A cabinet of sausages

I once asked a right-wing poet (they exist) about the pitifully low number of female contributors published by conservative magazines. Why was it so? In response he took me on a long tour of the weak excuse department, trying everything from the historical gender make-up of writing course graduates to the importance of selecting on merit alone.

Of course it was all bullshit – Quadrant today fails a standard set by Australian universities more than a century ago. And what kind of meritocracy needs a Y-chromosome membership card? Underneath all the bluster, and the guy’s armour-plated belief that it had to be something, anything other than sexism, it became clear he just didn’t care about this kind of gender inequality. Or rather he did care, but only a very, very small amount.

In the wake of Tony Abbott announcing his Cabinet of Sausages, many conservatives are starting to wonder if they perhaps should start caring more. When even Greg Sheridan is complaining about the number of females on the front bench, it’s clear the canary in the coalmine died some time ago.

Both major parties have made efforts to address the low number of women in parliament. Labor have used the blunt instrument of quota representation, with some success. The Liberals have instead opted for what Mitt Romney called the ‘binders full of women’ method, trying to attract and promote top female talent. Yesterday that approach ran aground.

There are some obvious reasons why it has, beyond the predictable prejudices. Conservatives approach most kinds of change more fitfully. Women seem less attracted to the right side of politics, perhaps because they’ve been granted less assistance by the status quo in the past. There’s a reason why so many libertarians are young white men –  it’s easy for those who need the government’s help the least to reject it categorically. But beyond these, there is a special problem when conservatives deal with gender inequality in parliament. It conflicts with their attitudes to inequality in the rest of society.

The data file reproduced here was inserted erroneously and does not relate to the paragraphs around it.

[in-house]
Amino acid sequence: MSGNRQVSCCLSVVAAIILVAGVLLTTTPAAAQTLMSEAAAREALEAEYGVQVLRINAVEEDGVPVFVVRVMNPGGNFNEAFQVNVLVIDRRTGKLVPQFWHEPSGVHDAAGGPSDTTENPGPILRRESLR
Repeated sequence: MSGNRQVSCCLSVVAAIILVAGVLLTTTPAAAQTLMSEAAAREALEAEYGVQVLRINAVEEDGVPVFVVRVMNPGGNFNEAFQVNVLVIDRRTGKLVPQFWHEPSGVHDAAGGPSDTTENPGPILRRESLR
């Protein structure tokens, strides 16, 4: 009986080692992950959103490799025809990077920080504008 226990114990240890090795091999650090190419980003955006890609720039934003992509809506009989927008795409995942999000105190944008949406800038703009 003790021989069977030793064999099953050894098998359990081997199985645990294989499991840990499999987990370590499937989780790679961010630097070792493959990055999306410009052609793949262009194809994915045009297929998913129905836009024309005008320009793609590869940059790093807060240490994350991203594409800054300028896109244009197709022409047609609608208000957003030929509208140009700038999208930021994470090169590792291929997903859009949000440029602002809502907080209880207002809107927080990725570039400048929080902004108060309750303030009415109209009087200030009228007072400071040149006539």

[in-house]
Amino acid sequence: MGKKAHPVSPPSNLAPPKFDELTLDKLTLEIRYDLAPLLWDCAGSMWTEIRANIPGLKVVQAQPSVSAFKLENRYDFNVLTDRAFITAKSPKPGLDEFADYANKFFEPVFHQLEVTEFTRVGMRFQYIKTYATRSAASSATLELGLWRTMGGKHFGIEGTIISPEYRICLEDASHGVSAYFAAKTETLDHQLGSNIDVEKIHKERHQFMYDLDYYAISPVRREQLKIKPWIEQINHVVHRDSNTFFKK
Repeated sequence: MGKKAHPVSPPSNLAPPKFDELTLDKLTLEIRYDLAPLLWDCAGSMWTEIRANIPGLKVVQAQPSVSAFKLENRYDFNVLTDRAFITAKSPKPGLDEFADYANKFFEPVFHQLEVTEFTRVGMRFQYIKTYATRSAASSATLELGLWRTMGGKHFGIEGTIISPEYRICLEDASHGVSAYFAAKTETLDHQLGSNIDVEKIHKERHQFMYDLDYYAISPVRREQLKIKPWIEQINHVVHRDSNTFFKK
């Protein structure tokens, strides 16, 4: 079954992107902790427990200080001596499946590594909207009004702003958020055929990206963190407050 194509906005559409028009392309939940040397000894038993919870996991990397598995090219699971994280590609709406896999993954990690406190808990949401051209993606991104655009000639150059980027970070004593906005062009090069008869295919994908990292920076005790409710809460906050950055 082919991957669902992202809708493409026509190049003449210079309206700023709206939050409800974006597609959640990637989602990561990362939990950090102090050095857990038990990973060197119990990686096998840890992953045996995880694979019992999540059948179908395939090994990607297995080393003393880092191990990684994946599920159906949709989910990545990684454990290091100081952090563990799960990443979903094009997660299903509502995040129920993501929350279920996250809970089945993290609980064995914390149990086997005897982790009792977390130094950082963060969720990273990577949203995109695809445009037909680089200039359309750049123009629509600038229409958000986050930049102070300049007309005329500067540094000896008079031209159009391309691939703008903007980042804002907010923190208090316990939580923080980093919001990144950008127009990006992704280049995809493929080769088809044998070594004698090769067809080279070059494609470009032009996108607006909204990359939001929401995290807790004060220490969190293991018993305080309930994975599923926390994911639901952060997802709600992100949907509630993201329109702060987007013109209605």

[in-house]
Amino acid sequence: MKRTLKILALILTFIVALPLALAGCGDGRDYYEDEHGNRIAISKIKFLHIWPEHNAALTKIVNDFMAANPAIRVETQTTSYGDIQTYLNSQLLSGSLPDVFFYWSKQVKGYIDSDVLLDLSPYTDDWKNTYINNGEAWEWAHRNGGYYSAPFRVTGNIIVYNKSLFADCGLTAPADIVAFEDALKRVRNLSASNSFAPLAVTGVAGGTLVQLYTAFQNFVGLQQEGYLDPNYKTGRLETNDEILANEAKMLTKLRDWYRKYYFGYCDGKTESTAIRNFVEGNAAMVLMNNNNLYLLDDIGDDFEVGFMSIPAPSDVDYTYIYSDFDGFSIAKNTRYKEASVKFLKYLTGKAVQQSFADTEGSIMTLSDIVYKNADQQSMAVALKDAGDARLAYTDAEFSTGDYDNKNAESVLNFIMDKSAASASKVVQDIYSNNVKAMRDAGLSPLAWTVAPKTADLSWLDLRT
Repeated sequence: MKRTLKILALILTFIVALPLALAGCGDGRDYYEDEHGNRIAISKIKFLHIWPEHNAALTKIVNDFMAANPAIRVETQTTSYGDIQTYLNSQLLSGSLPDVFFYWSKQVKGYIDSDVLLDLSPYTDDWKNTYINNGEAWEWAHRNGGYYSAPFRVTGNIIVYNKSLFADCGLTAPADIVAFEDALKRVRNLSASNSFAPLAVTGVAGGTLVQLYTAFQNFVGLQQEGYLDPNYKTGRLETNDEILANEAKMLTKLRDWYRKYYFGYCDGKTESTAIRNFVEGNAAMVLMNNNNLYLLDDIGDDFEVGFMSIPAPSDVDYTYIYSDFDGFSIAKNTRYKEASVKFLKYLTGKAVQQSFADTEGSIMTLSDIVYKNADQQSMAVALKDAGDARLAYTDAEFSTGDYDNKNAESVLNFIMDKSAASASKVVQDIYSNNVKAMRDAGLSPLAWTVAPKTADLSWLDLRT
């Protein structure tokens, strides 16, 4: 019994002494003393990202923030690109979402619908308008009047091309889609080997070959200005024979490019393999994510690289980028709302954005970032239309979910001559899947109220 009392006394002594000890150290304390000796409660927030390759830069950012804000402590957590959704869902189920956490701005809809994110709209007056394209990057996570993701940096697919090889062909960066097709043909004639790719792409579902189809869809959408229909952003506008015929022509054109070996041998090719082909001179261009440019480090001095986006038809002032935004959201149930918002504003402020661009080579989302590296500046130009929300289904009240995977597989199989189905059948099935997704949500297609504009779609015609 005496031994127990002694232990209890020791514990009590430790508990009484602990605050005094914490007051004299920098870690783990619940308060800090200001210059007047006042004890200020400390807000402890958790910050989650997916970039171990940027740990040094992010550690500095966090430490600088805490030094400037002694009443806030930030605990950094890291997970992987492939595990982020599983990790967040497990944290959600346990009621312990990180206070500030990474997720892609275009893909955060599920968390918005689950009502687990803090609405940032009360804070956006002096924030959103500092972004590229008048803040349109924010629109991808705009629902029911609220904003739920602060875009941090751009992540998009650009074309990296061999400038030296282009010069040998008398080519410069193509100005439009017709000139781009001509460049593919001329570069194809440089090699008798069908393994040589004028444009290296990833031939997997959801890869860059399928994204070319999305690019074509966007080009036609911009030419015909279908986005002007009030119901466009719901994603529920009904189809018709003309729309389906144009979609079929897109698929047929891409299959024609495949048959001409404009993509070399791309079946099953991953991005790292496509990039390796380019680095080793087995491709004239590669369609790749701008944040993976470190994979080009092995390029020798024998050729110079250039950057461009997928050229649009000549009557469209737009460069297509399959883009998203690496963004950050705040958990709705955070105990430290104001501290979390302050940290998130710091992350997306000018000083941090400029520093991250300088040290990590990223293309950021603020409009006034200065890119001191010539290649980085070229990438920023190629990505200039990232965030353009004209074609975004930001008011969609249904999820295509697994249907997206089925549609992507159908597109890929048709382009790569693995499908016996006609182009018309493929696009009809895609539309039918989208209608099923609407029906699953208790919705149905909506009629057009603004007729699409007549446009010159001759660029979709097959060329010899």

Back when I was ingesting right-wing blogs by the roll, I kept coming unstuck on the ways political conservatives dealt with inequity. Take an egregious example, like the economic status of African Americans. The left says their relatively worse-off position is because of dispossession in the past and racism in the present. The right tries to minimise both of these factors to the point where they’re no longer workable explanations.

So what is a workable explanation? “Culture” is one that they offer instead, ranging from a mendicant mentality caused by welfare, to the “breakdown of the family”. The symptom of economic inequality is presented as the cause. 

Behind this the right offers another justification (although seldom one given full voice). It’s that inequality is the natural consequence of innate differences. On race issues this line is now rarer, although it does show itself in right-wing love-ins for books like The Bell Curve, which touch on the allegedly inherent differences in racial IQ. When it comes to gender however, the genetic argument still gets a guernsey, especially in the realm of economic inequality. "By our nature," Victorian Women’s Minister (Liberal) Heidi Victoria explained recently, “obviously women are the nurturers in more circumstances than not, so for us to say that there’s going to be equality in Parliament is perhaps naive.”

What compounds this thinking is a belief in the righteousness and morality of markets. Conservatives take their organisational templates from the business world, where women are also rare at high altitudes. Where the left see structural impediments, the right sees fair reward for natural inclination to lead. “I don't see a glass ceiling”, says Julie Bishop, the only woman to make the order of merit.

It’s all a fantasy of course, as transparent as the poet’s excuses. It’s wilful, to ignore millenia of one kind of quota system to complain about another trying to address it, especially when your alternative is foundering. If the LNP wanted to be dissuaded of the idea we live in a meritocracy, they need hardly look further than their own front bench.

Richard Cooke

Richard Cooke is The Monthlys contributing editor. 


Read on

Image of Stephen Graham as Joseph McCarthy in The Virtues

Its own reward: ‘The Virtues’

Topping February’s streaming highlights is a four-part series examining trauma and addiction, propelled by Stephen Graham’s affecting performance

Image of Foo Fighters frontman Dave Grohl performing in 2019.

Celebrity misinformation

The Foo Fighters’ AIDS denialism should be on the record

Still from Minari.

Small glories: ‘Minari’

Childhood memories are suffused with an adult’s insight in Lee Isaac Chung’s semi-autobiographical film

Image of Eddie McGuire resigning as president of the Collingwood Football Club.

Tumbled Pie

On Eddie McGuire, racism and ‘doing better’